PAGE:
they should be detectable by on-going Sunyaev-Zel’dovich experiments.


1

Defined as the radius where the mean cluster mass density is 500 times the critical density of the Universe at the epoch at which the cluster is observed.

2

The NASA/IPAC Extragalactic Database (NED) is operated by the Jet Propulsion Laboratory, California Institute of Technology, under contract with the National Aeronautics and Space Administration.

3

These non-cluster sources comprise 1524 of the RASS X-ray sources in the REFLEX sky region with fluxes above the REFLEX II cut that were described as cluster candidates in the REFLEX II sample construction (Böhringer et al. 2001).

Acknowledgments

We thank the anonymous referee for helpful comments.

References

Appendix A: List of spectroscopic redshifts of the identified cluster galaxies

Table A.1

List of the cluster galaxies.

All Tables

Table 1

Optical properties of all clusters studied.

Table 2

X-ray properties of the sample clusters.

Table A.1

List of the cluster galaxies.

All Figures

thumbnail Fig. 1

Luminosity-redshift plot of the REFLEX II cluster catalogue. The limiting flux is 1.8  × 10-12 erg/s/cm2 in the 0.1–2.4 keV ROSAT band. The blue filled circles are the 19 clusters in the REFLEX II catalogue, and the 3 open circles below the flux limit are the clusters in the REFLEX III supplementary catalogue with z > 0.2.

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In the text
thumbnail Fig. 2

The optical image (top), cleaned MOS frame (middle), and an example spectrum (bottom) of RXCJ1253.8-2622. The bottom panel shows the extracted spectrum with the identified absorption lines from the 6th object from the left of the middle panel.

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In the text
thumbnail Fig. 3

RXCJ2149.9-1859: (upper panel) photon distribution in the hard band (left) and soft band (right). Most of the emission in the soft band is identified as the Seyfert galaxy occupying a region in the north-east of the cluster centre. (lower panel) Contour plots of the significance in flux in the hard (left) and soft band (right) at 1.5, 2, 3, 4, 5, 6, 7σ per Gaussian beam of 1 arcmin width. Contours are marked with two alternating types of lines for clarity. After deblending, the centre of the cluster moves to where the cross is. Note that the location of the Seyfert galaxy is marked by an asterisk.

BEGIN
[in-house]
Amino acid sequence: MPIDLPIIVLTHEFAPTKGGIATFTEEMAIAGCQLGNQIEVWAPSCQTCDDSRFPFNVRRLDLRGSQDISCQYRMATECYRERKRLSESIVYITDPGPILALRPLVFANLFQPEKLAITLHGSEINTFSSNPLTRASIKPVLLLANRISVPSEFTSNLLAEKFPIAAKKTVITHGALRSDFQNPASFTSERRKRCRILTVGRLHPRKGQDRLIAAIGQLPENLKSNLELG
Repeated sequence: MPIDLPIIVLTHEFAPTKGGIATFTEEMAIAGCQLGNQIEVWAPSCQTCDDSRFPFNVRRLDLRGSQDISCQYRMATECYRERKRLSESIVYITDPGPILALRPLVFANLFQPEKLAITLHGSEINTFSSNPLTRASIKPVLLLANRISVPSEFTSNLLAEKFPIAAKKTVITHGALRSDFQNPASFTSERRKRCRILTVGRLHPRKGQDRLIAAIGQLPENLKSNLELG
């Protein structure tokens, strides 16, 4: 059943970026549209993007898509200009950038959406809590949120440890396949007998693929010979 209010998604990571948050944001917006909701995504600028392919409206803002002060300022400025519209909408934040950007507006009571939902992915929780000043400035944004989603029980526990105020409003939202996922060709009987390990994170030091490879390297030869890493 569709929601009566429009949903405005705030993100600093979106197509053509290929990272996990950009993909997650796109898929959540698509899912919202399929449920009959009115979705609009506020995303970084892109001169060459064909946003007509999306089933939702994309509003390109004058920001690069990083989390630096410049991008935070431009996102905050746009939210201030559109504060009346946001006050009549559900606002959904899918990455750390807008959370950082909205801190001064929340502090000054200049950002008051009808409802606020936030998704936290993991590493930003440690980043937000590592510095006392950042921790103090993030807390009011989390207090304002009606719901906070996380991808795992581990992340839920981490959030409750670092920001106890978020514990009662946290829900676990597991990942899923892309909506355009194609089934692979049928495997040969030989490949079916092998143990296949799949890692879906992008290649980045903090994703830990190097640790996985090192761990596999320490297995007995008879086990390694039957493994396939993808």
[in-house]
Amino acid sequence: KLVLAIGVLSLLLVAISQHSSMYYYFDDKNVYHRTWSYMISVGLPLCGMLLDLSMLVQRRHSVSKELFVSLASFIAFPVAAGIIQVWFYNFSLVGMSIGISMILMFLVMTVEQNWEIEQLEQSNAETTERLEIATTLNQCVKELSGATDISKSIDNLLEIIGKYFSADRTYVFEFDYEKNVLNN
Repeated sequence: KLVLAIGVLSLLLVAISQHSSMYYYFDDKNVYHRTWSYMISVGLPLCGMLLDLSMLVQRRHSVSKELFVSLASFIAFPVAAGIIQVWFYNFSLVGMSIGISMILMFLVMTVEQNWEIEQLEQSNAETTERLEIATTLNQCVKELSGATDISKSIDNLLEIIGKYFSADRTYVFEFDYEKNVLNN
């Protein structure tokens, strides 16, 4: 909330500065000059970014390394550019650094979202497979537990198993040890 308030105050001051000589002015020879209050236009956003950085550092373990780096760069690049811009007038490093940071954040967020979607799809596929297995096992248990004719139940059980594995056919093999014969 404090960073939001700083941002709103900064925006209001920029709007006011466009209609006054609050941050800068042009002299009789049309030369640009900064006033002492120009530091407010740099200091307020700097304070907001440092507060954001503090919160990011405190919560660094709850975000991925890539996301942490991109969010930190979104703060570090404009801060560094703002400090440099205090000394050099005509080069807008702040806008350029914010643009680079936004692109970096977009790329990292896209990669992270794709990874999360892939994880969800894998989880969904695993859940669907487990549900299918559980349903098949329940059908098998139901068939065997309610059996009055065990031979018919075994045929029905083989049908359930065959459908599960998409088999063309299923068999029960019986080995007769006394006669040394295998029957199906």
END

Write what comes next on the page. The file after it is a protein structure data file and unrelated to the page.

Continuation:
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In the text
thumbnail Fig. 4

Distribution of the measured hardness ratio deviations from the expectation in units of the significance for the REFLEX II clusters is marked with the slanted lines in the histogram. The filled bars show the distribution of the cluster sample in this paper. The blank bars mark 1542 non-cluster sources identified during the construction of the REFLEX II catalogue. It is clear that the hardness deviation of the clusters has an approximate Gaussian distribution with a mean close to zero, while the non-cluster sources have a significant excess towards the negative deviations.

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In the text
thumbnail Fig. 5

Fractional histograms of the -log  Kolmogorov-Smirnov probability for three categories of objects. The solid line represents the REFLEX II clusters as in Fig. 4. We truncate the values so that the last bin contains the remaining counts for the whole sample, which amounts to 5%. The dotted lines mark 1542 non-cluster sources, and the red dashed lines are for the 22 clusters. The non-cluster sources are strongly concentrated at small extents.

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In the text
thumbnail Fig. 6

Hardness ratio vs. -log  probability of the Kolmogorov-Smirnov test for the same clusters in the Fig. 2. The larger blue circles indicate the 22 clusters presented in this paper. The lower left sector enclosed by dashed lines is the zone where there is a high chance that a source is not a cluster. We note that this is a conservative limit, and any source that falls into this category must be scrutinised in detail to be confirmed. One cluster indicated by a blue circle that has an exceptionally soft emission among all of the 22 (the large blue circle nearest to the vertical dashed line) is RXCJ2149.9-1859. See Sect. 4.3 for detailed remarks about this source. Two clusters of small extent are clearly compact clusters where there is a central dominant galaxy close to the X-ray centres.

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In the text